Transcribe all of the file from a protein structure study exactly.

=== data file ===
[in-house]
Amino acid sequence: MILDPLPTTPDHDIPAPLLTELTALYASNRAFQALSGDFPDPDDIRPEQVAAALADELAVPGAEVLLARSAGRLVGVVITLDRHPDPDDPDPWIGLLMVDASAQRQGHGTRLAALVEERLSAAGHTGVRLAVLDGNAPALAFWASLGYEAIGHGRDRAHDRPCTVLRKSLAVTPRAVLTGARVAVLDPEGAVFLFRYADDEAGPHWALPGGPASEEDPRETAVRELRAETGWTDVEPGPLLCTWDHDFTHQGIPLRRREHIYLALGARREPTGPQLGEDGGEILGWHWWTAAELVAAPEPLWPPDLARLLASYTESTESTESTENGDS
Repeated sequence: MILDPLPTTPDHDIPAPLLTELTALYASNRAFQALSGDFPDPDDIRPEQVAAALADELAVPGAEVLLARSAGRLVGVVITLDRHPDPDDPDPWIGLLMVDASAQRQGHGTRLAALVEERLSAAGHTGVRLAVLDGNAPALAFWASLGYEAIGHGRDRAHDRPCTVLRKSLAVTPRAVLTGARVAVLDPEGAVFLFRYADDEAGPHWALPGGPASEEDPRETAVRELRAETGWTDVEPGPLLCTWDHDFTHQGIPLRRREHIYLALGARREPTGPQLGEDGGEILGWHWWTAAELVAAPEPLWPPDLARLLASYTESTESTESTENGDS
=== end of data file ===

[in-house]
Amino acid sequence: MILDPLPTTPDHDIPAPLLTELTALYASNRAFQALSGDFPDPDDIRPEQVAAALADELAVPGAEVLLARSAGRLVGVVITLDRHPDPDDPDPWIGLLMVDASAQRQGHGTRLAALVEERLSAAGHTGVRLAVLDGNAPALAFWASLGYEAIGHGRDRAHDRPCTVLRKSLAVTPRAVLTGARVAVLDPEGAVFLFRYADDEAGPHWALPGGPASEEDPRETAVRELRAETGWTDVEPGPLLCTWDHDFTHQGIPLRRREHIYLALGARREPTGPQLGEDGGEILGWHWWTAAELVAAPEPLWPPDLARLLASYTESTESTESTENGDS
Repeated sequence: MILDPLPTTPDHDIPAPLLTELTALYASNRAFQALSGDFPDPDDIRPEQVAAALADELAVPGAEVLLARSAGRLVGVVITLDRHPDPDDPDPWIGLLMVDASAQRQGHGTRLAALVEERLSAAGHTGVRLAVLDGNAPALAFWASLGYEAIGHGRDRAHDRPCTVLRKSLAVTPRAVLTGARVAVLDPEGAVFLFRYADDEAGPHWALPGGPASEEDPRETAVRELRAETGWTDVEPGPLLCTWDHDFTHQGIPLRRREHIYLALGARREPTGPQLGEDGGEILGWHWWTAAELVAAPEPLWPPDLARLLASYTESTESTESTENGDS